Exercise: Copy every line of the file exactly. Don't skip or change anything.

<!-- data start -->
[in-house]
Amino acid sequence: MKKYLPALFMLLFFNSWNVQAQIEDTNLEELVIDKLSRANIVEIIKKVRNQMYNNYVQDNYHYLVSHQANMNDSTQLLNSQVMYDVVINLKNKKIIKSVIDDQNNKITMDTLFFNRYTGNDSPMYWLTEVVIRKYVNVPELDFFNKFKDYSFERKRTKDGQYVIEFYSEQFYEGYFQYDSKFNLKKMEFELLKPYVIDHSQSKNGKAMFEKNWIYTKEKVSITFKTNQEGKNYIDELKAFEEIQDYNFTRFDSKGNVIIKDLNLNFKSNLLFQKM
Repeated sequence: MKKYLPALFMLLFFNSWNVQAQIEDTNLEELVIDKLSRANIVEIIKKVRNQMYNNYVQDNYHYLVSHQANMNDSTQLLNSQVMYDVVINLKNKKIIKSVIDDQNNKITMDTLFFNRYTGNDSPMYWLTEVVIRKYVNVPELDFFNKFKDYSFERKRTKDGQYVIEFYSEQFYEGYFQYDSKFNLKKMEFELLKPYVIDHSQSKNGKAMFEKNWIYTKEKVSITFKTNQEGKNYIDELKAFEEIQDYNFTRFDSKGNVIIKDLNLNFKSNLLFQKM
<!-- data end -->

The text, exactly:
[in-house]
Amino acid sequence: MKKYLPALFMLLFFNSWNVQAQIEDTNLEELVIDKLSRANIVEIIKKVRNQMYNNYVQDNYHYLVSHQANMNDSTQLLNSQVMYDVVINLKNKKIIKSVIDDQNNKITMDTLFFNRYTGNDSPMYWLTEVVIRKYVNVPELDFFNKFKDYSFERKRTKDGQYVIEFYSEQFYEGYFQYDSKFNLKKMEFELLKPYVIDHSQSKNGKAMFEKNWIYTKEKVSITFKTNQEGKNYIDELKAFEEIQDYNFTRFDSKGNVIIKDLNLNFKSNLLFQKM
Repeated sequence: MKKYLPALFMLLFFNSWNVQAQIEDTNLEELVIDKLSRANIVEIIKKVRNQMYNNYVQDNYHYLVSHQANMNDSTQLLNSQVMYDVVINLKNKKIIKSVIDDQNNKITMDTLFFNRYTGNDSPMYWLTEVVIRKYVNVPELDFFNKFKDYSFERKRTKDGQYVIEFYSEQFYEGYFQYDSKFNLKKMEFELLKPYVIDHSQSKNGKAMFEKNWIYTKEKVSITFKTNQEGKNYIDELKAFEEIQDYNFTRFDSKGNVIIKDLNLNFKSNLLFQKM